A few months ago, a friend’s swatches of the Sweet Shoppe collection convinced me to give BH Cosmetics a try. The last time I tried BH Cosmetics, I was just beginning my love affair with eyeshadow and I had been seduced by 88 tiny pans of mattes (though many had some sheen). In the decade since, BH Cosmetics has grown a lot. And I’m not just talking about the size of their pans. Word on the street is their eyeshadow formulas are superb–not just, but especially, for a drugstore/affordable brand.
So I had to see for myself if the rumors were true. If popularity is any indication, they certainly are. These palettes sold out pretty quickly and, although BH Cosmetics initially said they would not return, are back for another round.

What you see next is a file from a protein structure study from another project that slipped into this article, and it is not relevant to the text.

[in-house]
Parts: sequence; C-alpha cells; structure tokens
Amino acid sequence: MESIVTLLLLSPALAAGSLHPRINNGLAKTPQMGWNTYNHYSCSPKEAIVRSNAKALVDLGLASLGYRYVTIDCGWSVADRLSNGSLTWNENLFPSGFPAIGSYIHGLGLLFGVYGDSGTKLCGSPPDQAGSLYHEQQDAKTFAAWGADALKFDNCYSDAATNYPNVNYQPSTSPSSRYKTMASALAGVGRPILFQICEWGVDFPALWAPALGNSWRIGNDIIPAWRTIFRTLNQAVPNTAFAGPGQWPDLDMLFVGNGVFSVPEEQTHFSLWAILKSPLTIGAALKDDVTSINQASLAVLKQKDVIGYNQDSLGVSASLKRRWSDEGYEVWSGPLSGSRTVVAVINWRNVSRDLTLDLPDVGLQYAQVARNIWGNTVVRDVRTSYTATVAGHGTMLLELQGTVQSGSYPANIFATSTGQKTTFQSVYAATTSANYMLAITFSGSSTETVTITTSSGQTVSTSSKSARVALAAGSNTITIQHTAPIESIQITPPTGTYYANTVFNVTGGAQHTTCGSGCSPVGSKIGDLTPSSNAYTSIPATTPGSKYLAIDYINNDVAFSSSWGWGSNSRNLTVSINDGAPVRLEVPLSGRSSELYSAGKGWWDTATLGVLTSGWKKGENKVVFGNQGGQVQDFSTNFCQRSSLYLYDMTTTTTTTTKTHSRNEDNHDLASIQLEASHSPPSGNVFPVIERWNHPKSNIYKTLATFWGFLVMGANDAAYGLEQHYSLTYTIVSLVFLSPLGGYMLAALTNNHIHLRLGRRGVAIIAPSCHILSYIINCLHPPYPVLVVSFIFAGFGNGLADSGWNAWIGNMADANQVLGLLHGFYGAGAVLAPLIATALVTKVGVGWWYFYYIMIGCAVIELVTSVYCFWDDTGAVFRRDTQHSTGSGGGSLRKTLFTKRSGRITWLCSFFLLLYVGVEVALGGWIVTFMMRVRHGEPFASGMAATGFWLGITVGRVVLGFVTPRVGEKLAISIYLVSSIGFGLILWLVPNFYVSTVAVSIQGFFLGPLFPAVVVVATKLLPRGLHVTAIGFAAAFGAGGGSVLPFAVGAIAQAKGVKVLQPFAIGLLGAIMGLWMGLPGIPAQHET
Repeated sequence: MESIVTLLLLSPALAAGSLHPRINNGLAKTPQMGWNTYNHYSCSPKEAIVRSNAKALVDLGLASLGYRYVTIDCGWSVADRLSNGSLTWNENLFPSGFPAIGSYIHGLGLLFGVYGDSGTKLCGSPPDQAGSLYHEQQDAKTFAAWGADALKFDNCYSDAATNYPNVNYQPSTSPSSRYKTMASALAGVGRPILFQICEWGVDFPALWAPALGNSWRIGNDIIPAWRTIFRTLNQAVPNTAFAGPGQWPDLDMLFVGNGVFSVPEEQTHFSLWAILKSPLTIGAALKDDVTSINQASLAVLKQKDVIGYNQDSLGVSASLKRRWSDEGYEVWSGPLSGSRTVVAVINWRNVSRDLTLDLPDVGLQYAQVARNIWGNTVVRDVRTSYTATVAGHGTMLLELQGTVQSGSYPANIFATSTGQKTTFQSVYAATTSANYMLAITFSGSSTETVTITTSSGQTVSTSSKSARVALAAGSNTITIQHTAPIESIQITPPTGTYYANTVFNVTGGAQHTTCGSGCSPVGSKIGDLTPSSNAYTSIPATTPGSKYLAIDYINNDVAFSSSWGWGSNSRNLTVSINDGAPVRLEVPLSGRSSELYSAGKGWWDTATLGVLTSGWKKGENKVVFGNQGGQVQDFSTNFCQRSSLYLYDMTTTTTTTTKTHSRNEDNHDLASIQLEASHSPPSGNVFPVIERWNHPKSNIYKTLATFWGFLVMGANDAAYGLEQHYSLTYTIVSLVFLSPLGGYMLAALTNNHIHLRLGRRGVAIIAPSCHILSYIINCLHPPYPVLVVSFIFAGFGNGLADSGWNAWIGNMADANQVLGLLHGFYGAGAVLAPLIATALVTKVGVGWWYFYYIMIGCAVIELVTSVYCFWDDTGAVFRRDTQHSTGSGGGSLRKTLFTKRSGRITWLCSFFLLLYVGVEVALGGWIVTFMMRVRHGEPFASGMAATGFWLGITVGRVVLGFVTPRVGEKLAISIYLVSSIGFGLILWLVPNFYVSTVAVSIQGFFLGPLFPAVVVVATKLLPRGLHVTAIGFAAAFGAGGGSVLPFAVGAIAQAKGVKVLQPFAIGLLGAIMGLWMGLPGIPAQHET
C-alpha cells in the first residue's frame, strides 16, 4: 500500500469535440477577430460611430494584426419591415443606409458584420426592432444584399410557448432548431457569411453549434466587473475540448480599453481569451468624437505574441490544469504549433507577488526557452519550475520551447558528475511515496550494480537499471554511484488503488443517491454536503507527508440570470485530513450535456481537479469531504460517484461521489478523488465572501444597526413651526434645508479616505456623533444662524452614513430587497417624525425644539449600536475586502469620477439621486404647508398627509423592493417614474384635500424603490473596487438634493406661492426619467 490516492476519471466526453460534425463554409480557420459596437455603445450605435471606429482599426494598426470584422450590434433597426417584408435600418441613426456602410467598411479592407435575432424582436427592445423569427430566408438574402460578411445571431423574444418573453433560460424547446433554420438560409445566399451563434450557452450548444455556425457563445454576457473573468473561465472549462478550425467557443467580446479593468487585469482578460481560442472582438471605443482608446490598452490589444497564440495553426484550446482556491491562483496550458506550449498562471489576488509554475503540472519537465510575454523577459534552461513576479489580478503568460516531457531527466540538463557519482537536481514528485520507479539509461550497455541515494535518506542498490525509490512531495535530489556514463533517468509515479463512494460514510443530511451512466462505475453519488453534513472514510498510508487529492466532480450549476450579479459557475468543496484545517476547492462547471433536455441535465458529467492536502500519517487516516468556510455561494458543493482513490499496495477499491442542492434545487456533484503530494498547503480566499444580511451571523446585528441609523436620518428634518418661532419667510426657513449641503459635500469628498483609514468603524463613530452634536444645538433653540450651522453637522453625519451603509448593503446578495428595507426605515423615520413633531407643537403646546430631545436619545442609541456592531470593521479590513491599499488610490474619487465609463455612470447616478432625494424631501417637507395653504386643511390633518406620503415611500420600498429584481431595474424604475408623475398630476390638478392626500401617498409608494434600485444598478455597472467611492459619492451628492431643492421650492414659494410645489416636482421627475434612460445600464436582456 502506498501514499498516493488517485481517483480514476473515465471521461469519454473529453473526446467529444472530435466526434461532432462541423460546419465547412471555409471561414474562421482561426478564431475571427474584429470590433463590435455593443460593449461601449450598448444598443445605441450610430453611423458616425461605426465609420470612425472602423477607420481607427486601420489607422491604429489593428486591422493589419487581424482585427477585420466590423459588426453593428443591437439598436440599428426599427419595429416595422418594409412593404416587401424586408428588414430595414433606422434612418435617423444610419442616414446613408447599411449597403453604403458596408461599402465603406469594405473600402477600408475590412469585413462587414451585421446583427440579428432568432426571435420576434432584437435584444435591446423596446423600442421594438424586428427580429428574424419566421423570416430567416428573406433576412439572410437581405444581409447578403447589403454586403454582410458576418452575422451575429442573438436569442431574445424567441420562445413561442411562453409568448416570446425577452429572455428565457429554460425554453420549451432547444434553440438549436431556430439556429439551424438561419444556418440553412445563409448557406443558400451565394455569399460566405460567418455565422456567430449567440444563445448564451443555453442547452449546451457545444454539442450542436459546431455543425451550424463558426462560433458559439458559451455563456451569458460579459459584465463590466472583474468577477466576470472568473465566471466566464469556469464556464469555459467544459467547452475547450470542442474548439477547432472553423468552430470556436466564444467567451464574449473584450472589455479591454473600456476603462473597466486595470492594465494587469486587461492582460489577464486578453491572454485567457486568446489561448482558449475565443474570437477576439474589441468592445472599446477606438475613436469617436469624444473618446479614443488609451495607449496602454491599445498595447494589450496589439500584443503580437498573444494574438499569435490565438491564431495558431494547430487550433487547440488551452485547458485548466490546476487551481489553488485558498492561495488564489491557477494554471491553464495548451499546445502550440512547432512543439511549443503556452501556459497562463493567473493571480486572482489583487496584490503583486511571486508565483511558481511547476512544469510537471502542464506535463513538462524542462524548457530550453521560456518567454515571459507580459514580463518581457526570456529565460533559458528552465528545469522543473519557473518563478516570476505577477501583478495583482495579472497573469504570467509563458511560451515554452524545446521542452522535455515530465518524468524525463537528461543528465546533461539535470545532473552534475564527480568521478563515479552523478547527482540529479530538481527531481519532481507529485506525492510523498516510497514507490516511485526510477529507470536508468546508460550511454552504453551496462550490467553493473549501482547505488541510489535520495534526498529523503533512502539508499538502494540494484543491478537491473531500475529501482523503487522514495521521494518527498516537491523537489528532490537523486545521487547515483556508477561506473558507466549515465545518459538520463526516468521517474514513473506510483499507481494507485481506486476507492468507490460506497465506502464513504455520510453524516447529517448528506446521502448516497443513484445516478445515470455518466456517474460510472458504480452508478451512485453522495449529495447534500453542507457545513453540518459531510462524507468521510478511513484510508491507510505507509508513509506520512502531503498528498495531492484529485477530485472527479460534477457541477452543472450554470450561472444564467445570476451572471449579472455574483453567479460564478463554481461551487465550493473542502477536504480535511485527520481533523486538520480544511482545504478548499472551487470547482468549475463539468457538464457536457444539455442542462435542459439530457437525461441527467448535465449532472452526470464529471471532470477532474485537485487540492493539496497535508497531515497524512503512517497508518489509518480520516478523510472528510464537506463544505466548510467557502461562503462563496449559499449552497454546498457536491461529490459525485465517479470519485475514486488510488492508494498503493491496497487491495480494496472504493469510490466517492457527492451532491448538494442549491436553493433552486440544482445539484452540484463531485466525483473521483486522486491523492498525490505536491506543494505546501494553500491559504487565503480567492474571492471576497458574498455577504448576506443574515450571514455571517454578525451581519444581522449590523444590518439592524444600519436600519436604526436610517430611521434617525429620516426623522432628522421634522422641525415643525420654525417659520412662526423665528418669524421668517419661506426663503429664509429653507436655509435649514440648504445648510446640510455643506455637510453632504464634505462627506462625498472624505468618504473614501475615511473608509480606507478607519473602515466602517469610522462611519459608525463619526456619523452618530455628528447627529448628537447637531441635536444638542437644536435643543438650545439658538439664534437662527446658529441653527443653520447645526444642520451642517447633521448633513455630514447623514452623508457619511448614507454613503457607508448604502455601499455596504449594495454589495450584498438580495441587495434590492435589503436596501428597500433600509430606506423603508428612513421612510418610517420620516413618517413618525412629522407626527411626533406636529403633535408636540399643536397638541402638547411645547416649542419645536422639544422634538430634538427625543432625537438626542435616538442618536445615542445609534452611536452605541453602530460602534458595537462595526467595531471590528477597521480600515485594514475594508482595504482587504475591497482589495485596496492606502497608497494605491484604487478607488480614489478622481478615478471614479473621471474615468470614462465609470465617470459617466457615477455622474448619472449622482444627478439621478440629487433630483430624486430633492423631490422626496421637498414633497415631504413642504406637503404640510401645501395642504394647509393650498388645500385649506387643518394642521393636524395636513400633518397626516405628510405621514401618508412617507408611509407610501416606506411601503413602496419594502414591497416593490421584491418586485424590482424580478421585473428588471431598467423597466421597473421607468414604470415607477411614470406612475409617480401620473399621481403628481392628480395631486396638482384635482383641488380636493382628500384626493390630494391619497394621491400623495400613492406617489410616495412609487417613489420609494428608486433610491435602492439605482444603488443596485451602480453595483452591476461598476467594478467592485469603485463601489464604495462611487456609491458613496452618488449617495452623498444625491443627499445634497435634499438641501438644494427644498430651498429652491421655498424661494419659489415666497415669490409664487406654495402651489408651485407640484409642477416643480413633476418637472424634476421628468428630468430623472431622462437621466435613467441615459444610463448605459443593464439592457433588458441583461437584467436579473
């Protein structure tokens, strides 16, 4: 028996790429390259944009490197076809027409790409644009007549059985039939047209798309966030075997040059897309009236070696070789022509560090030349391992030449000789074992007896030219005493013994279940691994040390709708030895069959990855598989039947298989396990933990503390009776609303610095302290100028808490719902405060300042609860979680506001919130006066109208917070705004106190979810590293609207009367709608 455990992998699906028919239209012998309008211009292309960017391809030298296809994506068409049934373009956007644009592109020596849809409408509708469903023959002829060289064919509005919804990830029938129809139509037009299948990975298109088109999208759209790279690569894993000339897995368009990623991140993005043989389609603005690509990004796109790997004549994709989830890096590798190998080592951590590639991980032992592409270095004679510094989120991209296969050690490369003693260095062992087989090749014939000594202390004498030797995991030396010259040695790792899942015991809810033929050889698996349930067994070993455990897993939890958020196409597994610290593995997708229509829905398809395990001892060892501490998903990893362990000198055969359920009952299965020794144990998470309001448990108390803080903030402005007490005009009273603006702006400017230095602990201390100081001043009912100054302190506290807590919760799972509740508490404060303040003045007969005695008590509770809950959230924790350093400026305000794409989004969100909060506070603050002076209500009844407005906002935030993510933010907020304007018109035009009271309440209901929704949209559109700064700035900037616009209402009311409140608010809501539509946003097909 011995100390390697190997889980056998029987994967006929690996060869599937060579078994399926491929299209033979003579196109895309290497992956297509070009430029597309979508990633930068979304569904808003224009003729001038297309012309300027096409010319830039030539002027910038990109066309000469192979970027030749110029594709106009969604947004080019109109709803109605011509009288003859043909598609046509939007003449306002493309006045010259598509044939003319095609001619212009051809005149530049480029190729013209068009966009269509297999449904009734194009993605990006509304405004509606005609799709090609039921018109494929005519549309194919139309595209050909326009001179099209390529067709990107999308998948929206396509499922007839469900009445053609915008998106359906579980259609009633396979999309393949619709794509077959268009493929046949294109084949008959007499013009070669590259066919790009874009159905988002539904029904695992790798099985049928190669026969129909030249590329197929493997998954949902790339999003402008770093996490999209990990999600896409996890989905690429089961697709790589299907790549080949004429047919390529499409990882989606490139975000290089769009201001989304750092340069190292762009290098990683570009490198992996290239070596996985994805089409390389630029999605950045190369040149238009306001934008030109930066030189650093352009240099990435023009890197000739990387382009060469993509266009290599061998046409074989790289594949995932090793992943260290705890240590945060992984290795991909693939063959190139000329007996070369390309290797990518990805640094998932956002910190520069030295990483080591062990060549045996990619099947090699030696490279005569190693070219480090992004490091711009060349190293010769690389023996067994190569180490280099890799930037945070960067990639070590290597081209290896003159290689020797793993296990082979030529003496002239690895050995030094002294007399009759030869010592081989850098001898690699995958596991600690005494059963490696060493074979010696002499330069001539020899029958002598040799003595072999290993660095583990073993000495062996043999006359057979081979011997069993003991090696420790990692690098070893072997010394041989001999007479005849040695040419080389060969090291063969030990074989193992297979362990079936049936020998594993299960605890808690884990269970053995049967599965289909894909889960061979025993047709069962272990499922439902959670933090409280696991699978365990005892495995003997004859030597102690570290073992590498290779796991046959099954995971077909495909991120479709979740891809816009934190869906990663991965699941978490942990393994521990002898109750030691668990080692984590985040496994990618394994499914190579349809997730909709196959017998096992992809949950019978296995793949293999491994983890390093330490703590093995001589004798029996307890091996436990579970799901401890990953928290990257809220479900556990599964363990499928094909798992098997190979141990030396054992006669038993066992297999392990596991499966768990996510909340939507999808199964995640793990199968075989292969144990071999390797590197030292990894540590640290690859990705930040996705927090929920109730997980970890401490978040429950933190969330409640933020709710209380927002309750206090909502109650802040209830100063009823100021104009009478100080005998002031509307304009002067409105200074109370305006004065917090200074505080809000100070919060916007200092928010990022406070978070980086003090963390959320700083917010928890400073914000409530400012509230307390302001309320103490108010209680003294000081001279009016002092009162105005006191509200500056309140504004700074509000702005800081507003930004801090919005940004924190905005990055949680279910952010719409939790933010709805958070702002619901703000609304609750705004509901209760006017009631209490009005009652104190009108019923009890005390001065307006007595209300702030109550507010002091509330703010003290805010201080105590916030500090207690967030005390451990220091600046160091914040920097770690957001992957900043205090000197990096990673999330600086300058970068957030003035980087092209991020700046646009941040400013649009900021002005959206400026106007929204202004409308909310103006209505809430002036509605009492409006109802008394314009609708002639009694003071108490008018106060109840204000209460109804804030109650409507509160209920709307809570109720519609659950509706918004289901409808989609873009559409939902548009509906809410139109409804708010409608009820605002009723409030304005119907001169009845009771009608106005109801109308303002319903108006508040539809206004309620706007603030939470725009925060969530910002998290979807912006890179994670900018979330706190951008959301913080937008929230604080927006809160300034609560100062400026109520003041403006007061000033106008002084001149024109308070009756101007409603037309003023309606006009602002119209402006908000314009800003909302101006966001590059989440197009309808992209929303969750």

This post covers all of the palettes in the collection and has some handy features (like the Table of Contents below) to help you all navigate through this content-heavy post. I’ve been holding onto these photos for months (what else is new), but I am so excited to share them with y’all. This collection has definitely been a highlight of the year for me.
The Sweet Shoppe collection consists of six ice-cream-themed monochromatic palettes of reds, oranges, greens, blues, purples and pinks, and browns. The shadows are all embossed with a waffle cone imprint and surrounded by sprinkles. Okay, maybe the imprint is of a sugar cone–but we *all* know waffle cones are superior. When stacked, the palettes combine to form a delicious, colorful ice cream cone–a design feature that I love. It’s clear a lot of thought went into the packaging, the names, and the color stories.